Actress Evelyn Sharma Wants Us To Be More Responsible With Our Clothes. Here’s How She Does It And You Can Too
A closer look at our parents’ fashion practices reveals how ethical they were in their buying behaviour. As a second child born just over a year after my big sister, I was bequeathed all of her clothes, hats, some and shoes, and one Ladybird bicycle. As families with limited means in the 90s, we all know how to reuse things till they disintegrate down to threads. While this habit has been the subject of countless “Deso Moms Be Like…” memes, the lessons we learned from our parents serve us well in today’s times.
Clothing is a very integral part of our life. We all know about the “dress to impress” tripe, but it is indeed true. The way we approach our clothing has a huge impact on our lives and the environment. While how fashion affects one individually is subjective, its effects on mother Earth are common across the board. Fashion is one of the top polluting industries in the world, after electricity, heat, agriculture and road transportation. So obviously we are doing something wrong
Addressing on part of the problem, Bollywood actress and responsible fashion activist Evelyn Sharma gave her take on the toxic buying cycle we as young people can get stuck in. In a quick chat about her initiative Seams For Dreams, we learn Evelyn’s way of being more mindful of your clothing and becoming a responsible shopper!
How To Be A Responsible Shopper
“I believe second-hand clothing is the future of fashion. It’s cool to shop at vintage stores, where you can spot someone’s grandmas dress from the 20s!” chirped Evelyn while talking about her biggest approach to reusing garments. This is especially good for high-end quality clothes that are classic pieces that are can be resold in great condition.
The Saaho actress’s solution to cut down in waste is simple… Recycle, reuse and upcycle. Your existing clothes, which you might throw away, can also be repurposed for something else, re- fibered (pure blends like cotton), put into pillowcases, mattresses, and much else. These clothes can also work as raw materials for other designs. I mean, who hasn’t used their mom’s old sarees to turn into kurtas? Yup, that’s smart and good for the environment.
Evelyn also recommends buying local. Pay attention to the quality of the garments, know the story behind them, get them stitched and designed in your neighbourhood and promote local designers. The lesser your clothes have traveled around to be produced, the better. This can help reduce one’s carbon footprint overall. She also recommends keeping your wardrobe versatile with solid colours so you do not have to buy complementing pieces again and again.
The Inspiration For Evelyn’s Shift In Perception
If you are wondering how a successful actress avoids the temptation to indulge in an expensive wardrobe, the reasons are multifold. Inspired by her big closet and overwhelmed with the amount of money spent on buying the new trend every 3 weeks, Evelyn gave up. The habit is unhealthy for our pockets, the money being much better off when invested in making informed decisions on how to shop.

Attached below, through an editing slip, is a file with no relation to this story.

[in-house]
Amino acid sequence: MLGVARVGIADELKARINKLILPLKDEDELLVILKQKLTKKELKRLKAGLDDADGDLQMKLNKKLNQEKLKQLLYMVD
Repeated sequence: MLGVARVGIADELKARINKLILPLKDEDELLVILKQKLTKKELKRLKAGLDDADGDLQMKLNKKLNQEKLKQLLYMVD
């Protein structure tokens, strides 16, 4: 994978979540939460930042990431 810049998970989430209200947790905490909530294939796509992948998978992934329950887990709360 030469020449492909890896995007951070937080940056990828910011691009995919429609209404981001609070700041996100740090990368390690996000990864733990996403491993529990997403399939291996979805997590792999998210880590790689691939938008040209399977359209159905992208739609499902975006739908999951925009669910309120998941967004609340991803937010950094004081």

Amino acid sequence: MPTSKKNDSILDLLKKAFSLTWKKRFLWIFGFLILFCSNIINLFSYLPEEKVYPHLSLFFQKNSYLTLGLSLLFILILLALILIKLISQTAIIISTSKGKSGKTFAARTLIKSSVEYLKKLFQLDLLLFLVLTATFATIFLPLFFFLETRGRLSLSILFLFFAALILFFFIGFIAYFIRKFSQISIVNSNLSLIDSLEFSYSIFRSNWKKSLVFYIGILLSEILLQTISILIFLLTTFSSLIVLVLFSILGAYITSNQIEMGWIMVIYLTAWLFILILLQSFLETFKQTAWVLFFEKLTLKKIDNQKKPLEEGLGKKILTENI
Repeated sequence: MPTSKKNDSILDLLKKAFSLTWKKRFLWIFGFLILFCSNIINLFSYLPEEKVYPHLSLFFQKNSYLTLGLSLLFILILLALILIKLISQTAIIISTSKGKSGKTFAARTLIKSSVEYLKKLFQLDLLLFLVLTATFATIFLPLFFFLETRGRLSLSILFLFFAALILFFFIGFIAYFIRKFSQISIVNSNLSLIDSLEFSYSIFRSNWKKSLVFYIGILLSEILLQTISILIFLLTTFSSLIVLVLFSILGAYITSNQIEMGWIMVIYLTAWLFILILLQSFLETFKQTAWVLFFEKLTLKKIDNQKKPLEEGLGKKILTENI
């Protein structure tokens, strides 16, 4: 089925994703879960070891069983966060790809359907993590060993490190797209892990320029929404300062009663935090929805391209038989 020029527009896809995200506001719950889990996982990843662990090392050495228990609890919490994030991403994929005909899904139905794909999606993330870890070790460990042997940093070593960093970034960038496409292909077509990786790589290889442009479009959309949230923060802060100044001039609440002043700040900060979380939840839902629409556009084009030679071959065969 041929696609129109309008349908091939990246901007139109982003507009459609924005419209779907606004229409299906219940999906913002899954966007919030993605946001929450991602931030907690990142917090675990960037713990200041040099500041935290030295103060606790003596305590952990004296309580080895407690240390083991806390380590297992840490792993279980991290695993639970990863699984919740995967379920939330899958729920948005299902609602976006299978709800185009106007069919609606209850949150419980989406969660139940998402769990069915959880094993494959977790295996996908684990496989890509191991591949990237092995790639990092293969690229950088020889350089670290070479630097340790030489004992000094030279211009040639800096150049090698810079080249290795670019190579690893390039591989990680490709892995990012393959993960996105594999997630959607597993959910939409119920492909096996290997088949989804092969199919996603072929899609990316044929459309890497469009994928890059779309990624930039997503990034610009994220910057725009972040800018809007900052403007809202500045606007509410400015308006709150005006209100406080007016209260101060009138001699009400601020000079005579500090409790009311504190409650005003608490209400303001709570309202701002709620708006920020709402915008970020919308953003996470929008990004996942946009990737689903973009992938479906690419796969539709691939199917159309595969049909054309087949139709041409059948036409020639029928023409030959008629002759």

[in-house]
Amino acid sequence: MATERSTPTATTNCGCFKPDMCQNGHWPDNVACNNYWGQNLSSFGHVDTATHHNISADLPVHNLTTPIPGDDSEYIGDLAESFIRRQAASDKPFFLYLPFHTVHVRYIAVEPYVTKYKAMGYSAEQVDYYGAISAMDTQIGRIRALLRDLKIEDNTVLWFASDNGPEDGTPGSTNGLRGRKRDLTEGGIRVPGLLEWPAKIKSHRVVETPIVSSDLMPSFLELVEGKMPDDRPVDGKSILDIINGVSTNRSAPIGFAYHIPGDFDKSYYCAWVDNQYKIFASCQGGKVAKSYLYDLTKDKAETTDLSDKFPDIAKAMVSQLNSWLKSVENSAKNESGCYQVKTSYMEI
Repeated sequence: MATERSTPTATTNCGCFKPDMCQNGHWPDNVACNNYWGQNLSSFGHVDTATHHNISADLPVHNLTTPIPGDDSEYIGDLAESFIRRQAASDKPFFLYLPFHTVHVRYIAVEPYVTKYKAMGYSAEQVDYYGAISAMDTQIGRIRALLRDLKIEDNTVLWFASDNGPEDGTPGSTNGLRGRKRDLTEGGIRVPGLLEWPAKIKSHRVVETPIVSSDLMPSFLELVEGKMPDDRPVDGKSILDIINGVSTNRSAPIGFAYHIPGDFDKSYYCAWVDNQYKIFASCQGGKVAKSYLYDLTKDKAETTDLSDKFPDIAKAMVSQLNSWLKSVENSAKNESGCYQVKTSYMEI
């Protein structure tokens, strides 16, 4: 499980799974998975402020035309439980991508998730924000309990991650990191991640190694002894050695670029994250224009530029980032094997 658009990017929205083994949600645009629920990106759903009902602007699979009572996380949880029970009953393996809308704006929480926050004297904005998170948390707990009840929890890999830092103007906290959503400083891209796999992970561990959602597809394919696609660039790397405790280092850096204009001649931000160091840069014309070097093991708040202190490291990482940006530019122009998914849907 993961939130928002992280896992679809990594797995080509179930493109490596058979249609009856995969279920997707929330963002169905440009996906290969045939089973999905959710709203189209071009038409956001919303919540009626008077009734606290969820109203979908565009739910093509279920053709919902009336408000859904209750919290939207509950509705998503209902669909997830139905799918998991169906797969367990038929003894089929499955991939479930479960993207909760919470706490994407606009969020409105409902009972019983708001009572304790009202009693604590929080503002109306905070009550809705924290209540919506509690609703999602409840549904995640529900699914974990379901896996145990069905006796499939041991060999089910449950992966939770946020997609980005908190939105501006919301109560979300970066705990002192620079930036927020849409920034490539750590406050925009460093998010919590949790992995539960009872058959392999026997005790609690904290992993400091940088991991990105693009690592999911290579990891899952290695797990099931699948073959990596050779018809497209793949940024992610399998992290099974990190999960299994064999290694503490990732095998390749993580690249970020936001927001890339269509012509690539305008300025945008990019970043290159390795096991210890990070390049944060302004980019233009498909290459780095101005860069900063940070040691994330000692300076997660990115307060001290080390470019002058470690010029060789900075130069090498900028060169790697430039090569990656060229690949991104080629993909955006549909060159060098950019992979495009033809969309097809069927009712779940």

A big component of fashion’s ill effects on the environment is the dumping of clothes in landfills. Today, less than 20% of clothes are recycled because most of the things we wear are blends, which when stuck in landfills will take a long time to decompose. This is in addition to fashion being designed to fall apart in 3 months, in colours that won’t match the next collection, making us buy more.
The need of the hour seems to be to inform people of the details of fast fashion and we are already feeling inspired.
The Vision And Mission Of Seams For Dreams
Evelyn also sheds light on the innovative way her initiative Seams For Dreams works for sustainability in fashion. They promote reuse, recycling and upcycling of clothing. The clothes donated to them are segregated to three piles:
- Appropriate clothing: Jeans, t-shirts kurtas, pajamas, sarees in good condition that can be donated to less-resourced communities of India in need of clothing.
- Scrap clothes: Damaged clothes or fabrics which can be upcycled and recycled to their fashion line, which works with fashion students to create new fashion.
- High-End fashion: Clothing donated by the film and fashion industry, high-end designers, red carpet gowns, movie costumes, lehengas, and much else. The money raised from these pieces is used for fundraising events, operations, outreach projects to distribute the clothes, awareness projects to create responsible behaviour in fashion at the consumer and production side.
With annual garage sales of high-end clothes (this year it’s on 14th December at Olive Bar & Kitchen, Bandra) focused on collecting donations and raising funds, their business model is self-sustained. They also hope to inspire new businesses to start their own reseller initiatives, in order to spread the message of wholesome fashion.
So, got extra clothes at home? Wash them, fold them, pack in a bins and call up the good people at SFD to schedule a pickup. Or just head to their garage sale, you might end up with a designer outfit in throwaway prices!
ALSO READ: 7 Vegan Shoe Brands For The Ethical Shopper
We certainly can’t wait to be part of their mission. Are you in?